5. 5. Fig. 4. Model of the Cartesian Robot. Fig. 5. The Cartesian Robot. scan. The value of m and the corresponding position (x, y) are saved in the database. The antenna is moved again along the Y axis and the transponder is read again. This procedure is repeated until the antenna is at a distance of 50cms from the starting position. Now the table-top is moved by a small distance (again equal to the resolution of the scan) and the PRF surface is scanned again by moving the antenna backwards along the Y direction and attempting to read the tag. The antenna is moved backwards until it returns to its original location. The table-top is once more moved along the X axis and the PRF surface is scanned along the Y axis. This procedure is repeated till the table-top is at a distance of 50cms from the original location. This procedure ensures that the PRF surface is scanned uniformly along both the dimensions. The range and resolution of movement along either axis can be controlled independently from the computer. 5 Experiments with the Cartesian Robot 5.1 Verifying Localization Probabilities of PRF Surfaces Each of the four algorithms used to design PRF surfaces produces the localization probability of the PRF surface. The local- ization probabilities are computed assuming that the read area of the transponder is a circle centered on the transponder. In our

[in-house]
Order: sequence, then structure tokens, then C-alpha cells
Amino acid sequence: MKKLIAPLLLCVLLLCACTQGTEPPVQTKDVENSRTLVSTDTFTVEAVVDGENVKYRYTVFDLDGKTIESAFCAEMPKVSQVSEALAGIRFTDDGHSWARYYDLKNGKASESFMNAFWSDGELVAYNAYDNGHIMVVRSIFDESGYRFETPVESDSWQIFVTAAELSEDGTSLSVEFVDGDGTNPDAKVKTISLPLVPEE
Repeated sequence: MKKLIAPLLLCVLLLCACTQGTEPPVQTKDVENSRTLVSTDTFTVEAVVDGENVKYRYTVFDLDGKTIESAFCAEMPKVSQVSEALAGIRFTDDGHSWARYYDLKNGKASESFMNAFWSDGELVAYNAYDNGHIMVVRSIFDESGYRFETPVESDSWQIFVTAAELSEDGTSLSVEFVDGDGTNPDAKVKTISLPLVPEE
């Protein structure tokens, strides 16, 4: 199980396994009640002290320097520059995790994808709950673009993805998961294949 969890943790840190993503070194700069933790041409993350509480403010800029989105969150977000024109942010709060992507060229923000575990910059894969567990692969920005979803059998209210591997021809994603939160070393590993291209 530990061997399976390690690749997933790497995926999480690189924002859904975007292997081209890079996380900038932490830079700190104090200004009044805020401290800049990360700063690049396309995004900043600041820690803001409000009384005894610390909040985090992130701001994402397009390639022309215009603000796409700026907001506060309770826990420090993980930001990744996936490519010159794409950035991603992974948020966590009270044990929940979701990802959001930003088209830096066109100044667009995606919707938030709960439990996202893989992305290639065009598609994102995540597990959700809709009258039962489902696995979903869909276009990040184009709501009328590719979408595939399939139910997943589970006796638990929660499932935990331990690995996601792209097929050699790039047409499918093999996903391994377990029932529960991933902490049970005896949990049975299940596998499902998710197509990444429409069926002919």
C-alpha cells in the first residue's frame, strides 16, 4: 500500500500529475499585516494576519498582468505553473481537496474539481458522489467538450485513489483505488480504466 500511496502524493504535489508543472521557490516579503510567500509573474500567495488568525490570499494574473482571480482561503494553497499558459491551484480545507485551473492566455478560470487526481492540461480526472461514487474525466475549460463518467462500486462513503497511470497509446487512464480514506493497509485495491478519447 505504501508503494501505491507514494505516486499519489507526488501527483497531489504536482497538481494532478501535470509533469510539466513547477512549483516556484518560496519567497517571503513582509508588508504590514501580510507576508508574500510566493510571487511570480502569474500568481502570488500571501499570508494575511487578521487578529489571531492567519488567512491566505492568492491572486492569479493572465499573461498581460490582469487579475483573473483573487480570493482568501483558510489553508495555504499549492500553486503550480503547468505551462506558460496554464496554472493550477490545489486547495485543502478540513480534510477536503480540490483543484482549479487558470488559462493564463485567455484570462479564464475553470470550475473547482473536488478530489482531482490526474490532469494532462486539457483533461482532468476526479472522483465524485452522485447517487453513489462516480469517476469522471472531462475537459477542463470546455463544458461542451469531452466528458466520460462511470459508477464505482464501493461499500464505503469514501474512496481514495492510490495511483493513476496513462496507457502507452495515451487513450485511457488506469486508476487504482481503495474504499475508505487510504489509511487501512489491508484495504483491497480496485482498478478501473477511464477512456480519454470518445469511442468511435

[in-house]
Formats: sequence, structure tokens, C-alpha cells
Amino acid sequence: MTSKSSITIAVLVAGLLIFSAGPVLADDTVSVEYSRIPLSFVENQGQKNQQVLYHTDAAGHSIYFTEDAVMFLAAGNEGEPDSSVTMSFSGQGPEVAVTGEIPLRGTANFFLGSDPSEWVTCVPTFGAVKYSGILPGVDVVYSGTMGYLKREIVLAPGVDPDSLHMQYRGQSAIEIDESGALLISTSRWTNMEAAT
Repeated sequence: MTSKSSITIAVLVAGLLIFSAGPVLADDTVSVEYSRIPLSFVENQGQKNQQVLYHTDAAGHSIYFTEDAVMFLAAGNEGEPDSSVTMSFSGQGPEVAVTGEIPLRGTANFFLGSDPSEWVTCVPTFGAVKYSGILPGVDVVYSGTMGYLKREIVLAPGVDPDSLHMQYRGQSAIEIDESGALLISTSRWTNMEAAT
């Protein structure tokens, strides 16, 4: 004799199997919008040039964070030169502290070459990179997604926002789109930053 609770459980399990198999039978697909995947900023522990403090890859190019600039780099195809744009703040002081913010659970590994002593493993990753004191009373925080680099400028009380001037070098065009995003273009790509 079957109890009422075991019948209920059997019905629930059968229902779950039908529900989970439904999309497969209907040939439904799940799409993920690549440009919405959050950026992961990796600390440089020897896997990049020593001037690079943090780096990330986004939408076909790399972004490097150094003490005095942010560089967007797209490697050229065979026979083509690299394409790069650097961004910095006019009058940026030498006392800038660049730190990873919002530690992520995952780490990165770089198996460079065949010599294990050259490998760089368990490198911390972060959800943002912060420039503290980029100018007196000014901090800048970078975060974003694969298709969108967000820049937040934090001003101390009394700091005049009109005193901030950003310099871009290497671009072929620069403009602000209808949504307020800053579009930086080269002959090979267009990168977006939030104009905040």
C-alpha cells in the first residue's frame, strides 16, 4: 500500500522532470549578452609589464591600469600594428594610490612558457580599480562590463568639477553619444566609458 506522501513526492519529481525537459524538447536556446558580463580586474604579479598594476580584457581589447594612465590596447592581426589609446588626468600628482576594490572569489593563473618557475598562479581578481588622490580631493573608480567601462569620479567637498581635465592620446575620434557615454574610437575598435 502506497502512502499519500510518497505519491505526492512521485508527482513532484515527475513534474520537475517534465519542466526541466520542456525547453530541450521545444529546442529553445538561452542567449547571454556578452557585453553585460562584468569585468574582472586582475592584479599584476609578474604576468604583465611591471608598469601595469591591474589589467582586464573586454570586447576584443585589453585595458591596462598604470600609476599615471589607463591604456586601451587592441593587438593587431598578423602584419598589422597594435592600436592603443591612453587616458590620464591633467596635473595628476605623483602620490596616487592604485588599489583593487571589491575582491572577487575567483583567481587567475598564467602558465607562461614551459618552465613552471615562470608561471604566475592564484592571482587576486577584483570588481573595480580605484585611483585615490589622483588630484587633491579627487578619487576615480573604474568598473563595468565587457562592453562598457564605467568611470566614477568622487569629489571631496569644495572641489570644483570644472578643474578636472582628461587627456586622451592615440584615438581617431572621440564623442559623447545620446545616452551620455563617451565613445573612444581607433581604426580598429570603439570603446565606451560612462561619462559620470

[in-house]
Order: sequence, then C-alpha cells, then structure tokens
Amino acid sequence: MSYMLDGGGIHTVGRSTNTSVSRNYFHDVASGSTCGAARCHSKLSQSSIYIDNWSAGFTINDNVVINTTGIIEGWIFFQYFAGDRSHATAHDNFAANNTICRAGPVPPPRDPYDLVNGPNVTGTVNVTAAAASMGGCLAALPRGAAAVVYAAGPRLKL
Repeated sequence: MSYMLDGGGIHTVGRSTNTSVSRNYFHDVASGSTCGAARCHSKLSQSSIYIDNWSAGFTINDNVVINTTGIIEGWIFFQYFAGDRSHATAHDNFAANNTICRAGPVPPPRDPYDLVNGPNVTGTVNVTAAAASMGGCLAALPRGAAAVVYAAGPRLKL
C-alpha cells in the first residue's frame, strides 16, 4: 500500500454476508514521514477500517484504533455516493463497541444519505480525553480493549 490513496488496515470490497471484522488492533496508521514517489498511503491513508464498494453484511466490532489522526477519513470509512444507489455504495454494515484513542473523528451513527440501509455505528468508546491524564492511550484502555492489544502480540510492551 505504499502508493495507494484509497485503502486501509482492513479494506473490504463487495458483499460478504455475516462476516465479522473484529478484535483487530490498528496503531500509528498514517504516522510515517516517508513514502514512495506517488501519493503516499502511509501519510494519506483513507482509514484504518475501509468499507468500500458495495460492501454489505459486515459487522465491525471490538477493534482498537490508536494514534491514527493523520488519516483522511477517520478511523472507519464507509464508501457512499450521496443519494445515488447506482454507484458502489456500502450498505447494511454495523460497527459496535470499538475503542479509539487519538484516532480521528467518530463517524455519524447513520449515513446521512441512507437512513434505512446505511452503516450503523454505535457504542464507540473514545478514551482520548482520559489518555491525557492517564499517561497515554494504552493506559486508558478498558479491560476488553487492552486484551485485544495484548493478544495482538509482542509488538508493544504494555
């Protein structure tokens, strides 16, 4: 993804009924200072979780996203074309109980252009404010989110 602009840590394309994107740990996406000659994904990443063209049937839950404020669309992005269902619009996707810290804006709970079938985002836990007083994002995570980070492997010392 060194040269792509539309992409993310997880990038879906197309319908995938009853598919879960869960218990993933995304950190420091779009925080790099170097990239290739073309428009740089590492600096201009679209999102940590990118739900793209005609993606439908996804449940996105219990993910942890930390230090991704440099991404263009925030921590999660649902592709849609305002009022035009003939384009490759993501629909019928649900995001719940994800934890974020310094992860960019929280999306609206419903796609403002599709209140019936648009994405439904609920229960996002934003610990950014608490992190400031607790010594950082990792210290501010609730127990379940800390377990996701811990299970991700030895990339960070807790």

6. 6. Fig. 6. Electronic Subsystem of the Cartesian Robot. first experiment, we wanted to investigate how well the localization probabilities computed by the algorithms approximate the actual localization probabilities. We designed a PRF surface using each of the four algorithms mentioned and noted down the algorithmic localization probability for each PRF surface. Then we built the PRF surfaces using the placement pattern computed by the algorithm and placed the surface on the table-top of the Cartesian robot. The robot was then made to scan the surface. For each position (x, y) of the antenna with respect to the transponder, it was noted if the antenna could read the tag or not. Finally, the robot’s output was analyzed to produce the actual localization probability. All four algorithms were provided with the same inputs for designing the surface: width = 30cms; length = 60cms; number of transponders = 2. Table 5.1 shows the positions of the transponders on the PRF surface and compares the algorithmic and actual localization probabilities for the four surfaces. Table 1. Verification of Probability of Localization using the Cartesian Robot. Tag 1 Tag 2 Theoretical Probability Actual Probability Brute Force Method (15, 11) (15, 29) 87.77% 88.72% Static Greed (15, 18) (15, 40) 79.22% 81.22% Dynamic Greed (15, 11) (15, 29) 79.22% 81.22% Hill Climbing Method (16, 19) (15, 40) 87.77% 89.33% The designs generated by both Greedy methods are the same and the designs generated by the Brute Force method and the Hill Climbing method are very similar. The Brute Force and Hill Climbing methods provided better designs than the Greedy methods and this can be observed from their localization probabilities. The last two columns of the table show that the actual probabilities of localization compare well to the algorithmic ones. The results of a t-test for this sample shows that the differences between the algorithmic and actual probabilities are statistically insignificant. The slight differences can be attributed to the coarseness of the data sample and discretization errors in calculating the actual probabilities and approximating the read area as a circle in the algorithms. 5.2 A Signal Distribution Model of an RFID Transponder We also conducted experiments with the robot to verify the isofield diagrams from Texas Instruments and to construct a mathematical signal distribution model of the transponder. The procedure for performing both experiments was as follows. The transponder was placed on the table-top of the Cartesian robot such that it was at an angle of zero degrees with respect